Port Arthur, Texas is home to a high density of oil refineries, chemical plants and hazardous waste facilities that have made the Gulf Coast city one of the most polluted in America. Asthma and cancer rates in the largely African-American neighborhood known as West Side—which sits at the fenceline of Port Arthur’s heavy industry—are among the highest in the state.
But thankfully, Port Arthur is also home to Hilton Kelley, a force-of-nature environmental justice advocate whose tireless efforts in his community have reduced the toxic burden that he and his neighbors bear. Kelley’s inspirational work earned him a 2011 Goldman Environmental Prize, which every year goes to six outstanding grassroots environmental heroes (one from every inhabited continent). Mr. Kelley, alongside the five other recipients, will receive the North American award at a ceremony in San Francisco later today.
The 50-year-old Kelley was born in Port Arthur but left in 1979 to pursue a career as a stuntman and actor in television and film. On a visit home in 2000, Kelley was shocked by the decline his hometown was experiencing—though Port Arthur had faced poverty and air pollution in his youth, the prevalence of cancer and respiratory illness, crime and economic hardship he saw was devastating. Resolved to help his community, Kelley returned home and learned all he could about industrial air pollution—and how to stop it.
Kelley monitored local air quality by collecting air samples during events when dramatically high amounts of toxic pollution were released from the local facilities: lightning strikes, human errors and when the facilities started up or shut down their operations. He started a community organization called Community In-power and Development Association (CIDA) and educated many local residents in air monitoring as well.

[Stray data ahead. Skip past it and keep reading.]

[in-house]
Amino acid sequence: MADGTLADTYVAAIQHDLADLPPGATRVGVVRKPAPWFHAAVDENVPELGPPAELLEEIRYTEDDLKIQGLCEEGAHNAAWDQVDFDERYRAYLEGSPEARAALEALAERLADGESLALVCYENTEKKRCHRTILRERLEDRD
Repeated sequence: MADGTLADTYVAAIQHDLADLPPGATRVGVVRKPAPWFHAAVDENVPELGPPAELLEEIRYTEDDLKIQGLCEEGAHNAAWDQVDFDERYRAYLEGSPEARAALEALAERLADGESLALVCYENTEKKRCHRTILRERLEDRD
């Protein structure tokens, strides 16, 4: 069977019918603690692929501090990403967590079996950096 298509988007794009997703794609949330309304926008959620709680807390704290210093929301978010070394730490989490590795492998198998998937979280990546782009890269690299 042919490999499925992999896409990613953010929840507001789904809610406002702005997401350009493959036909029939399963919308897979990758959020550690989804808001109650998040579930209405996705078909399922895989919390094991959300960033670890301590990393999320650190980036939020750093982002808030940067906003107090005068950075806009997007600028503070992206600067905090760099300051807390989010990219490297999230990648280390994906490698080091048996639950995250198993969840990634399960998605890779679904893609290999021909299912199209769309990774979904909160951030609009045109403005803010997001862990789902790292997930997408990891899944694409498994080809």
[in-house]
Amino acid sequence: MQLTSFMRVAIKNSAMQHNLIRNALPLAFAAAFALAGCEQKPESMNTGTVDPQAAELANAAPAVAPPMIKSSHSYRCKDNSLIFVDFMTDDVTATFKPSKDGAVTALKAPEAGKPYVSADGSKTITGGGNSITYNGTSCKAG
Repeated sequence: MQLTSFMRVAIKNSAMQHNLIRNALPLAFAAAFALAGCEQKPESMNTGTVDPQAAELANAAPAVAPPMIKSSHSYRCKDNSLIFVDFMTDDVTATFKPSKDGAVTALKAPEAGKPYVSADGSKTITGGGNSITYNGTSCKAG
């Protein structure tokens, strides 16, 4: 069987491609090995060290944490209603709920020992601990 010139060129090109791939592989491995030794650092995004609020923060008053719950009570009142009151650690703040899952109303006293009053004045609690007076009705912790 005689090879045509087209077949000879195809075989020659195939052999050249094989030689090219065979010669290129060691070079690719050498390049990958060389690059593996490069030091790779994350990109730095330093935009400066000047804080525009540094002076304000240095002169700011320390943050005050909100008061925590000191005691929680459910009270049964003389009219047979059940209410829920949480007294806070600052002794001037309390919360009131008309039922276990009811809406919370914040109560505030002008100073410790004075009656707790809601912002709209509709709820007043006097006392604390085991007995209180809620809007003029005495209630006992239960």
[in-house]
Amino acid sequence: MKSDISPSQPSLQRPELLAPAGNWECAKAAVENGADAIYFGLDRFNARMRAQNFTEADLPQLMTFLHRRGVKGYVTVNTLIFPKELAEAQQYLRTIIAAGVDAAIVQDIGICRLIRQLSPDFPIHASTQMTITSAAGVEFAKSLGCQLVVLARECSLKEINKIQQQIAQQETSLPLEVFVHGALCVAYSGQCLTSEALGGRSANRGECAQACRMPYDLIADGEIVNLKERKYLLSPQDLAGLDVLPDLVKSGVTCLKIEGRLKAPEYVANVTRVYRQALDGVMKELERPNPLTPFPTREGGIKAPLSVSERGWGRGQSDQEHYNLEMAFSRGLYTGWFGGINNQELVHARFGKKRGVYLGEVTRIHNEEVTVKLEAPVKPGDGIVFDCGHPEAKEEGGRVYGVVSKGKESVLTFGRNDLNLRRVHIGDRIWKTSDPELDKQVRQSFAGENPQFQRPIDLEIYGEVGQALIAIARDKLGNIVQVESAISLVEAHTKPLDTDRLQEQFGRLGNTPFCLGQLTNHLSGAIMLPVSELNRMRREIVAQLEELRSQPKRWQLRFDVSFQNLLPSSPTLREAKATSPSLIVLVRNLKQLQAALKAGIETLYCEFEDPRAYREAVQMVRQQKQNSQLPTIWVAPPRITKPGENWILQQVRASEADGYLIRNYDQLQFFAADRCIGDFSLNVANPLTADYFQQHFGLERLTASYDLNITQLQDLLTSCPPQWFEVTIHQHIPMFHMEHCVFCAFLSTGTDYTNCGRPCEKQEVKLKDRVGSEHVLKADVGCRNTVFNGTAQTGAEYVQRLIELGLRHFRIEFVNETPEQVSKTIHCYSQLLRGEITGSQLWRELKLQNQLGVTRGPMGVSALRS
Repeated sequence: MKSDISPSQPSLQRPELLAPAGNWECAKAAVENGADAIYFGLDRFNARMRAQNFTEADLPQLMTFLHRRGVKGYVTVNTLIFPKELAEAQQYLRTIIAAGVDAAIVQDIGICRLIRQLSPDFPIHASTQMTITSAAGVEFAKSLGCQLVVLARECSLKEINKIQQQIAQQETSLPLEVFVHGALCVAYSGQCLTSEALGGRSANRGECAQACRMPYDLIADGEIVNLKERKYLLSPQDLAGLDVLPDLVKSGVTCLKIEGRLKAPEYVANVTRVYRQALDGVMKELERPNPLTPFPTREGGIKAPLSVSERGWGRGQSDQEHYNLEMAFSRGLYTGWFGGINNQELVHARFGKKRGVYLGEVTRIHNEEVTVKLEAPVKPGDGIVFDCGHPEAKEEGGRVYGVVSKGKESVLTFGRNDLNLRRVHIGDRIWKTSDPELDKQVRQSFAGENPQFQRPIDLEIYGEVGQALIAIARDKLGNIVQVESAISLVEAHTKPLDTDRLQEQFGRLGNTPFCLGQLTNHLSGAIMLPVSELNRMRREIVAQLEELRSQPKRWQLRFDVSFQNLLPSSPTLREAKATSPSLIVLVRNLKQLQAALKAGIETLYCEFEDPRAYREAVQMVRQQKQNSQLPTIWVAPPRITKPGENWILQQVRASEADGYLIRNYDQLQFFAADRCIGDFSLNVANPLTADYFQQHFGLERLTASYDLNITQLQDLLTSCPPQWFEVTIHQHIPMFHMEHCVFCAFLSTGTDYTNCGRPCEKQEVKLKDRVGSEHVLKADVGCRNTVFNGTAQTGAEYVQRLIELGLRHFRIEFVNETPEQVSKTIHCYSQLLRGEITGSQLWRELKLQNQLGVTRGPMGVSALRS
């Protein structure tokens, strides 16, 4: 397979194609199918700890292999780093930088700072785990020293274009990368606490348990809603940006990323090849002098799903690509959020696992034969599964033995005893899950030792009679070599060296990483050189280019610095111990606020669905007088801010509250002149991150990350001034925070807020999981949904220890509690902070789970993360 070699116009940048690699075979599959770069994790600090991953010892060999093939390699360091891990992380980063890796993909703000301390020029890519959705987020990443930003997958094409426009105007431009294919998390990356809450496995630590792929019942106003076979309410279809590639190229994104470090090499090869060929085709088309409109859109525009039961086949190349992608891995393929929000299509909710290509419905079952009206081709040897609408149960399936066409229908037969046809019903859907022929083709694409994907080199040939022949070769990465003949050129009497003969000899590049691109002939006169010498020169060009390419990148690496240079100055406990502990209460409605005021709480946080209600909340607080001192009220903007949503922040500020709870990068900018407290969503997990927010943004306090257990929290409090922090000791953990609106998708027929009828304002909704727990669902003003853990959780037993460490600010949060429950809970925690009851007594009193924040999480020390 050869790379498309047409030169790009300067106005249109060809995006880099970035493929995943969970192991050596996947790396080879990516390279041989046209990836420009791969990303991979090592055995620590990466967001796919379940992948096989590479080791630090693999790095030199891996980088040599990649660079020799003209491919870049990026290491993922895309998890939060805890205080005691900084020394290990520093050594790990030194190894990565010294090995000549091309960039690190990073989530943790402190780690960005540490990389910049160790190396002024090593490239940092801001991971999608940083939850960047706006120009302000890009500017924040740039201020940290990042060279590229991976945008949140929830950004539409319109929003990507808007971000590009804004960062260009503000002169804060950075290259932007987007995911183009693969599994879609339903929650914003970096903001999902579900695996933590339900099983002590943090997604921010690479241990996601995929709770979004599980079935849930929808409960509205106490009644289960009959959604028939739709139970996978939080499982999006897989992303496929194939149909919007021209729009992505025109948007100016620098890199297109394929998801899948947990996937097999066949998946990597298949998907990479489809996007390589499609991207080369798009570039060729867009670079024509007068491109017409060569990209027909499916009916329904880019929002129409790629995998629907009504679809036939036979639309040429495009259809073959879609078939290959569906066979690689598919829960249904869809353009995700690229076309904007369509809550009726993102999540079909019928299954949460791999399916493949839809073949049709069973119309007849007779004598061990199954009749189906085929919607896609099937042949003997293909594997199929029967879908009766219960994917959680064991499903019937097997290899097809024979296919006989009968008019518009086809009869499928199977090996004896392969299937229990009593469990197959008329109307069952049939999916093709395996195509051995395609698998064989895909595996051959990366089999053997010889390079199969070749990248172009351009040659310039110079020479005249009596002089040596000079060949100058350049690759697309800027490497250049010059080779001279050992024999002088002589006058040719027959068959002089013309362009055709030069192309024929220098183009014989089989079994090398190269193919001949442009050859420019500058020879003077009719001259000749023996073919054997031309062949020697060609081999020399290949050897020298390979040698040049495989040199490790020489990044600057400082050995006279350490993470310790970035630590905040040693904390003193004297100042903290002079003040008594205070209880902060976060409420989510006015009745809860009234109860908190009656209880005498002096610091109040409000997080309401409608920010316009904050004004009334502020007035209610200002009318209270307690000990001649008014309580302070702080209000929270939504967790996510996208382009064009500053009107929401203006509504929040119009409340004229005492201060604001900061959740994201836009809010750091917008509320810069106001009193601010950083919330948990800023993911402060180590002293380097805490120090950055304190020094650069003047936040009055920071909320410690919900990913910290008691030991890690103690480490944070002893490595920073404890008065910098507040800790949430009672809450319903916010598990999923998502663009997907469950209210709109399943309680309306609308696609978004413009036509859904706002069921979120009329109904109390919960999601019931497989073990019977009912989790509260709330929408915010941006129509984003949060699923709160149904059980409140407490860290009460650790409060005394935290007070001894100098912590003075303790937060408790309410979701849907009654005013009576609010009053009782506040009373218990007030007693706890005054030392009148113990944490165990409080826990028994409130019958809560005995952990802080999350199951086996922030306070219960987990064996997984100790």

Part of Kelley’s savvy is a recognition that industrial operations in Port Arthur are a fact of life. He has found concrete ways to help his community that have translated into real victories for the community. When Motiva Enterprises announced plans to upgrade its Port Arthur operation to the largest petrochemical plant in the nation, Kelley launched a successful campaign to ensure the upgrade wouldn’t saddle West Side residents with more toxic pollution. He negotiated a "good neighbor" agreement with Motiva that mandated the use of state-of-the-art pollution controls and secured $3.5 million to help launch new businesses in Port Arthur.
And soon after, he led the community in a campaign that prevented the Veolia Corporation from importing 20,000 tons of PCBs—an extremely toxic organic compound that was banned in the U.S. in 1979—that would have been burned in a local incinerator. Kelley’s advocacy and leadership in the Port Arthur community have also attracted the attention of the U.S. Environmental Protection Agency. Port Arthur was selected by the EPA as an Environmental Justice Showcase Community and awarded $100,000 over the next two years to help improve the health challenges faced by the community.
Through CIDA, Kelley is currently pressing for the implementation of a Community Warning Siren that will alert residents when toxic spills occur in the area.
Mr. Kelley’s leadership is an inspiration. Congratulations for this much-deserved honor.
Hilton Kelley at an EPA public hearing in Houston, TX. June 2010. Photo by Raviya Ismail/Earthjustice